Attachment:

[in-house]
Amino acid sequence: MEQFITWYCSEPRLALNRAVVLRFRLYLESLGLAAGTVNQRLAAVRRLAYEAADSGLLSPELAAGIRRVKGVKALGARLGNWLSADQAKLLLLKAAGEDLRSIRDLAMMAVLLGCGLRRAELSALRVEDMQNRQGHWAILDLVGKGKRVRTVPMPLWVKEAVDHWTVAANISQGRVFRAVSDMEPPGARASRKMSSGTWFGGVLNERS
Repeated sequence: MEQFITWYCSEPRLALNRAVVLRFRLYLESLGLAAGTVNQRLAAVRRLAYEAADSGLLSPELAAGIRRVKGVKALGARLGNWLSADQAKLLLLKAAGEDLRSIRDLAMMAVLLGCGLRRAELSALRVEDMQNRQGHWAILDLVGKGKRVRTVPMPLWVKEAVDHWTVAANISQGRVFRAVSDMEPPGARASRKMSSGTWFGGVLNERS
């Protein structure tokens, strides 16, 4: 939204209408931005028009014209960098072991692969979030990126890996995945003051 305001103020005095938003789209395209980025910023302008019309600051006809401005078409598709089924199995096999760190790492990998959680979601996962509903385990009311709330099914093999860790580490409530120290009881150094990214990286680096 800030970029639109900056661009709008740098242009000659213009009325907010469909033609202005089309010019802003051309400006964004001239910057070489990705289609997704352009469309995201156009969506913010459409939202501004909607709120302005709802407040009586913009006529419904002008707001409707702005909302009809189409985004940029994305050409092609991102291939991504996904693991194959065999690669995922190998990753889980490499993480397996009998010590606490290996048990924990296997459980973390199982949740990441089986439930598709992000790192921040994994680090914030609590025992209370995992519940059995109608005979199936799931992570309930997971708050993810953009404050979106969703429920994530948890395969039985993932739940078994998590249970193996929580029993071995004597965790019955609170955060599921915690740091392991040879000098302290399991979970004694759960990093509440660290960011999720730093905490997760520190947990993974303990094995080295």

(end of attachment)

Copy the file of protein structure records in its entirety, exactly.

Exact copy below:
[in-house]
Amino acid sequence: MEQFITWYCSEPRLALNRAVVLRFRLYLESLGLAAGTVNQRLAAVRRLAYEAADSGLLSPELAAGIRRVKGVKALGARLGNWLSADQAKLLLLKAAGEDLRSIRDLAMMAVLLGCGLRRAELSALRVEDMQNRQGHWAILDLVGKGKRVRTVPMPLWVKEAVDHWTVAANISQGRVFRAVSDMEPPGARASRKMSSGTWFGGVLNERS
Repeated sequence: MEQFITWYCSEPRLALNRAVVLRFRLYLESLGLAAGTVNQRLAAVRRLAYEAADSGLLSPELAAGIRRVKGVKALGARLGNWLSADQAKLLLLKAAGEDLRSIRDLAMMAVLLGCGLRRAELSALRVEDMQNRQGHWAILDLVGKGKRVRTVPMPLWVKEAVDHWTVAANISQGRVFRAVSDMEPPGARASRKMSSGTWFGGVLNERS
């Protein structure tokens, strides 16, 4: 939204209408931005028009014209960098072991692969979030990126890996995945003051 305001103020005095938003789209395209980025910023302008019309600051006809401005078409598709089924199995096999760190790492990998959680979601996962509903385990009311709330099914093999860790580490409530120290009881150094990214990286680096 800030970029639109900056661009709008740098242009000659213009009325907010469909033609202005089309010019802003051309400006964004001239910057070489990705289609997704352009469309995201156009969506913010459409939202501004909607709120302005709802407040009586913009006529419904002008707001409707702005909302009809189409985004940029994305050409092609991102291939991504996904693991194959065999690669995922190998990753889980490499993480397996009998010590606490290996048990924990296997459980973390199982949740990441089986439930598709992000790192921040994994680090914030609590025992209370995992519940059995109608005979199936799931992570309930997971708050993810953009404050979106969703429920994530948890395969039985993932739940078994998590249970193996929580029993071995004597965790019955609170955060599921915690740091392991040879000098302290399991979970004694759960990093509440660290960011999720730093905490997760520190947990993974303990094995080295």